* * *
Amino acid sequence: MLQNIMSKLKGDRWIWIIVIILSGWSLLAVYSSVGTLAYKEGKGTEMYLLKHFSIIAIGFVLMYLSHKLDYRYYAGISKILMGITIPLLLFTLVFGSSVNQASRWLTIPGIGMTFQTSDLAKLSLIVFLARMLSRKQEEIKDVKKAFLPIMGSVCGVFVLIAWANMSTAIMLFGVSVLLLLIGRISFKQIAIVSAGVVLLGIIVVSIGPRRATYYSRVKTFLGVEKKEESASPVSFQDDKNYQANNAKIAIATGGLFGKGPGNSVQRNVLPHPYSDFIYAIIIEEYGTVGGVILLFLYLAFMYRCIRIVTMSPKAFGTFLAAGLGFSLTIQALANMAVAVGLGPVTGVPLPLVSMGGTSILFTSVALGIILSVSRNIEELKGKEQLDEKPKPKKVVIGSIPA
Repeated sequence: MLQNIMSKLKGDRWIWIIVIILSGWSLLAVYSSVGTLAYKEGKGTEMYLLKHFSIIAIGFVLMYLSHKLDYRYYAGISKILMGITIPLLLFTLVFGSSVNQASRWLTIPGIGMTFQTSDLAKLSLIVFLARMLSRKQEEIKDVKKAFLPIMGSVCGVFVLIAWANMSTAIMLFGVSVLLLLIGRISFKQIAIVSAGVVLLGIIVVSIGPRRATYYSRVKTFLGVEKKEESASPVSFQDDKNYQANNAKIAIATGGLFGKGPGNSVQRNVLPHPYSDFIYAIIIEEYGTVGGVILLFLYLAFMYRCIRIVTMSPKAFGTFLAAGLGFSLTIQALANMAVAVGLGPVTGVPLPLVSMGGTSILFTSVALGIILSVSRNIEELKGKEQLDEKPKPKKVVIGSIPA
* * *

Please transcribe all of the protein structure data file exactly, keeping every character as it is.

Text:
Amino acid sequence: MLQNIMSKLKGDRWIWIIVIILSGWSLLAVYSSVGTLAYKEGKGTEMYLLKHFSIIAIGFVLMYLSHKLDYRYYAGISKILMGITIPLLLFTLVFGSSVNQASRWLTIPGIGMTFQTSDLAKLSLIVFLARMLSRKQEEIKDVKKAFLPIMGSVCGVFVLIAWANMSTAIMLFGVSVLLLLIGRISFKQIAIVSAGVVLLGIIVVSIGPRRATYYSRVKTFLGVEKKEESASPVSFQDDKNYQANNAKIAIATGGLFGKGPGNSVQRNVLPHPYSDFIYAIIIEEYGTVGGVILLFLYLAFMYRCIRIVTMSPKAFGTFLAAGLGFSLTIQALANMAVAVGLGPVTGVPLPLVSMGGTSILFTSVALGIILSVSRNIEELKGKEQLDEKPKPKKVVIGSIPA
Repeated sequence: MLQNIMSKLKGDRWIWIIVIILSGWSLLAVYSSVGTLAYKEGKGTEMYLLKHFSIIAIGFVLMYLSHKLDYRYYAGISKILMGITIPLLLFTLVFGSSVNQASRWLTIPGIGMTFQTSDLAKLSLIVFLARMLSRKQEEIKDVKKAFLPIMGSVCGVFVLIAWANMSTAIMLFGVSVLLLLIGRISFKQIAIVSAGVVLLGIIVVSIGPRRATYYSRVKTFLGVEKKEESASPVSFQDDKNYQANNAKIAIATGGLFGKGPGNSVQRNVLPHPYSDFIYAIIIEEYGTVGGVILLFLYLAFMYRCIRIVTMSPKAFGTFLAAGLGFSLTIQALANMAVAVGLGPVTGVPLPLVSMGGTSILFTSVALGIILSVSRNIEELKGKEQLDEKPKPKKVVIGSIPA